Luke 10. – St. Luke’s Day 2020
‘Fish and visitors stink after 3 days’. Have you ever come across that saying? It’s ascribed to the American Benjamin Franklyn, and, my guess is that we all know what it means: A visitor who overstays their welcome – a short overnight stay that turns into a gruelling 2 – 3 weeks of upheaval in a household – well, no one wants that.
Our gospel passage today is more than familiar to folk at St. Mary’s. We spent most of last year reading and re-reading it in our Church Council and in our church services, sharing our thoughts about its details, wondering what the shape of this ‘mission’ that Jesus sent his followers on might mean for us.
There are two things that stand out for me today. The first is there right at the top of the reading where Jesus sends the 70 out ahead of him. ‘Go’ is the command. It strikes me that the one place that Jesus’ friends cannot be is with Him: they have to go ‘ahead of Him’ to prepare the way for his arrival as he makes his way from Galilee up to Jerusalem. Now I know, and you know, that Jesus promises to be with his disciples ‘always’: as Matthew’s gospel puts it ‘even to the end of the age’. There is a sense that we are never alone as Christians: Jesus is ever-present. And yet, here, Jesus sends his friends from his side. ‘Go’ – no ifs, no buts.
The other week I heard of a church that, in response to Covid 19 had put a notice on the church door. It reads ‘The Church has left the building’. We as disciples, gather each week. We enjoy one another’s company, we value the chance to worship together, to learn together and to pray for one another. But most of the time we ‘have left the building’: most Christian discipleship is lived out beyond the church building in our homes and families, with our colleagues and friends, in our communities. Whilst the temptation of the pandemic is to withdraw into ourselves, to be safe, Jesus still says ‘Go’. There may be more obstacles to meeting with others now but we must always be looking out for God’s kingdom beyond the church doors ,not especially to bring people ‘in’, but so that we might rejoice in the rule of God over the whole world – in our schools, in our businesses, our community organisations, our politics and economics, our healthcare and labour market and so on….not just in the church.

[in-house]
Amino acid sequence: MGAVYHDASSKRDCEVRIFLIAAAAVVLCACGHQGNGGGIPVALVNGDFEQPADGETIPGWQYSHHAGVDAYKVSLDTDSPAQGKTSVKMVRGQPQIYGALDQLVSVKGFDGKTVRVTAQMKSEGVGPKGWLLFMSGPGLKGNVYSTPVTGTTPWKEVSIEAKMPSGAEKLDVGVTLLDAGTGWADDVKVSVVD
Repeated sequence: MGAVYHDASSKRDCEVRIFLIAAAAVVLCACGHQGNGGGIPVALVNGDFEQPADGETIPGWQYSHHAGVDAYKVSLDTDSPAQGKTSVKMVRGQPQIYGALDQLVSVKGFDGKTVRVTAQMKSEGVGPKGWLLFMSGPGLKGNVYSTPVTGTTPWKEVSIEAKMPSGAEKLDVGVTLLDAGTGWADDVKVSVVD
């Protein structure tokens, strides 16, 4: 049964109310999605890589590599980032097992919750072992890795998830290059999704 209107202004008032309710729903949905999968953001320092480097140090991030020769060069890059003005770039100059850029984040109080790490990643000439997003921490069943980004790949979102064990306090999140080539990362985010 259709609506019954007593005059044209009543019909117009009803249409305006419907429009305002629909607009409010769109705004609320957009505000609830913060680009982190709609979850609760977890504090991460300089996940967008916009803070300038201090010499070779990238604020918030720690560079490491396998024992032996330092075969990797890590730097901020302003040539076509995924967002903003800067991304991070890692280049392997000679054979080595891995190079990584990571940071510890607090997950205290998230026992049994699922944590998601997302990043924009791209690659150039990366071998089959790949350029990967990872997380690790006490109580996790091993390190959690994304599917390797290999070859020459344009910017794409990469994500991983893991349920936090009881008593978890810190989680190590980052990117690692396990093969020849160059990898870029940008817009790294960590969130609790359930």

And back to those guests and the vexed question of offering and receiving hospitality that sits at the middle of this passage. Did you notice that, in their going, the disciples are told not to take anything with them (no purse, no bag, no sandals). When they arrive in the villages to which they have been sent they cannot ‘call the shots’: they are not in charge, they must learn to be dependant upon the hospitality of others
It strikes me that this is a hard lesson for Christian people (especially Church of England Christians) to learn. Centuries of being ‘the established church’, of being respectable and respected, held in high regard have left us with a mindset that says ‘we have all the answers’ and we can give them to you (sometimes whether you want them or not). Now I do believe that the good news about Jesus is a treasure that needs to be shared, that the wisdom of centuries held by the church offers us much that can be of value as we journey into a rather uncertain future. But these first Christians were sent out and told to become dependant upon others. They had to learn humility. They had to listen before they spoke. They had to be respectful of those to whom they were sent. They did not take the kingdom with them, they announced its presence amongst the people to whom they were sent.
The kingdom of God is not locked up in the church. There are people of peace all around us who don’t need the church’s latest programmes or projects instead, we need to learn to receive their gifts and pronounce God’s blessing upon them. We need to be guests of others on their terms perhaps more than we need to be hosts on ours …and for that matter, welcome guests, not the sort others can’t wait to shut the door on and bid farewell.
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